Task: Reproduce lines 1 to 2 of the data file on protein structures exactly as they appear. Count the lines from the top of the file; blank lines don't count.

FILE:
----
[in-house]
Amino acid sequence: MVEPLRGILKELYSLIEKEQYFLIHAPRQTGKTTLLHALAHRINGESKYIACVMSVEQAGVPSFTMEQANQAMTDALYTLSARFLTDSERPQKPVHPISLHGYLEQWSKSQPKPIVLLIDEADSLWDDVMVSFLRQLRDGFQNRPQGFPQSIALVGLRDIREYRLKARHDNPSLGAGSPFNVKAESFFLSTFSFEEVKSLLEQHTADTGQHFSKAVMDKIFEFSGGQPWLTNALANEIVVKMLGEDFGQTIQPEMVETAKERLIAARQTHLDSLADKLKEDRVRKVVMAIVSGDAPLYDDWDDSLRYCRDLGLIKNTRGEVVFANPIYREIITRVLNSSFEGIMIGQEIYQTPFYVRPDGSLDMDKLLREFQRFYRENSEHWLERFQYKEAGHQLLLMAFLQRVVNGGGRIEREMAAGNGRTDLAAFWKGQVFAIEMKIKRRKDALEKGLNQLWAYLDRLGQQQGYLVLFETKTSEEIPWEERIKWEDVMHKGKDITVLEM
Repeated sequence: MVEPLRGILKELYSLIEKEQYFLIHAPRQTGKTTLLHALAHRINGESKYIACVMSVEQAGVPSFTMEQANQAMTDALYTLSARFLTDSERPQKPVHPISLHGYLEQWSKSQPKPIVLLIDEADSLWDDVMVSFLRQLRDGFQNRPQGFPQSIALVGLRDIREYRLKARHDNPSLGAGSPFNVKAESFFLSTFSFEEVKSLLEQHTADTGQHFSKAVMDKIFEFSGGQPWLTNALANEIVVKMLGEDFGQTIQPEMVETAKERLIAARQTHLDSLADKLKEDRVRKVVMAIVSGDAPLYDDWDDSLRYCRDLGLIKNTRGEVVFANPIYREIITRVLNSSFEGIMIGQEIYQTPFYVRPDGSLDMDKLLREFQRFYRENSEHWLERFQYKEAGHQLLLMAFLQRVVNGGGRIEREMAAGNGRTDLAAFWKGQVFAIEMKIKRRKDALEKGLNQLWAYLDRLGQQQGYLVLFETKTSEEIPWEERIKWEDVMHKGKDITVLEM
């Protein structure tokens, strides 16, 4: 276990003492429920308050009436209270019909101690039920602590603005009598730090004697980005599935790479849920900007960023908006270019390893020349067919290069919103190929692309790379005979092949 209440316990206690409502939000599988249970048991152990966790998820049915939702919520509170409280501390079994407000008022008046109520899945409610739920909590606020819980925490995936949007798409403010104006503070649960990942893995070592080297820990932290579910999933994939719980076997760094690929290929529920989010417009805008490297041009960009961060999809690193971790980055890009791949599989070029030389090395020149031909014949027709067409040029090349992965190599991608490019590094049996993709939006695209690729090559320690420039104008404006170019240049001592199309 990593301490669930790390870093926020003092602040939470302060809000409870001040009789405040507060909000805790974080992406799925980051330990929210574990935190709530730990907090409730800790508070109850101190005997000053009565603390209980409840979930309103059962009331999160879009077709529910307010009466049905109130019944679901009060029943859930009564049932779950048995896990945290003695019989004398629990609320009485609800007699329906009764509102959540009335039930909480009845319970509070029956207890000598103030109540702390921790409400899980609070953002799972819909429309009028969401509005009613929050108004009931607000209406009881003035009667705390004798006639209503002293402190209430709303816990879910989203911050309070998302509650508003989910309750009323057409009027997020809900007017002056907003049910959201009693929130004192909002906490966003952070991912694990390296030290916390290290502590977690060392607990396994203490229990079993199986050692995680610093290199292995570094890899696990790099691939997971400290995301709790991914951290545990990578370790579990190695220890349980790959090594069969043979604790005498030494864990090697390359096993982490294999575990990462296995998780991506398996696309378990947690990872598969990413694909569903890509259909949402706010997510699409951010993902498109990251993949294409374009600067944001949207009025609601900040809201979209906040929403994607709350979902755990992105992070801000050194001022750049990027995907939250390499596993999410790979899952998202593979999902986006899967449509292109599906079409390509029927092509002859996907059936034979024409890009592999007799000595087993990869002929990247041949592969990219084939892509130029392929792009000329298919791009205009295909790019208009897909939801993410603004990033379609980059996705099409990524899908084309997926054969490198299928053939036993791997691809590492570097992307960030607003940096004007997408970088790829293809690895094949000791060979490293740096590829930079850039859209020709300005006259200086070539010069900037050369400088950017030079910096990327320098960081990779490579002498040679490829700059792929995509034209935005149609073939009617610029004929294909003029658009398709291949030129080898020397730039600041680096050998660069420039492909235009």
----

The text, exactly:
[in-house]
Amino acid sequence: MVEPLRGILKELYSLIEKEQYFLIHAPRQTGKTTLLHALAHRINGESKYIACVMSVEQAGVPSFTMEQANQAMTDALYTLSARFLTDSERPQKPVHPISLHGYLEQWSKSQPKPIVLLIDEADSLWDDVMVSFLRQLRDGFQNRPQGFPQSIALVGLRDIREYRLKARHDNPSLGAGSPFNVKAESFFLSTFSFEEVKSLLEQHTADTGQHFSKAVMDKIFEFSGGQPWLTNALANEIVVKMLGEDFGQTIQPEMVETAKERLIAARQTHLDSLADKLKEDRVRKVVMAIVSGDAPLYDDWDDSLRYCRDLGLIKNTRGEVVFANPIYREIITRVLNSSFEGIMIGQEIYQTPFYVRPDGSLDMDKLLREFQRFYRENSEHWLERFQYKEAGHQLLLMAFLQRVVNGGGRIEREMAAGNGRTDLAAFWKGQVFAIEMKIKRRKDALEKGLNQLWAYLDRLGQQQGYLVLFETKTSEEIPWEERIKWEDVMHKGKDITVLEM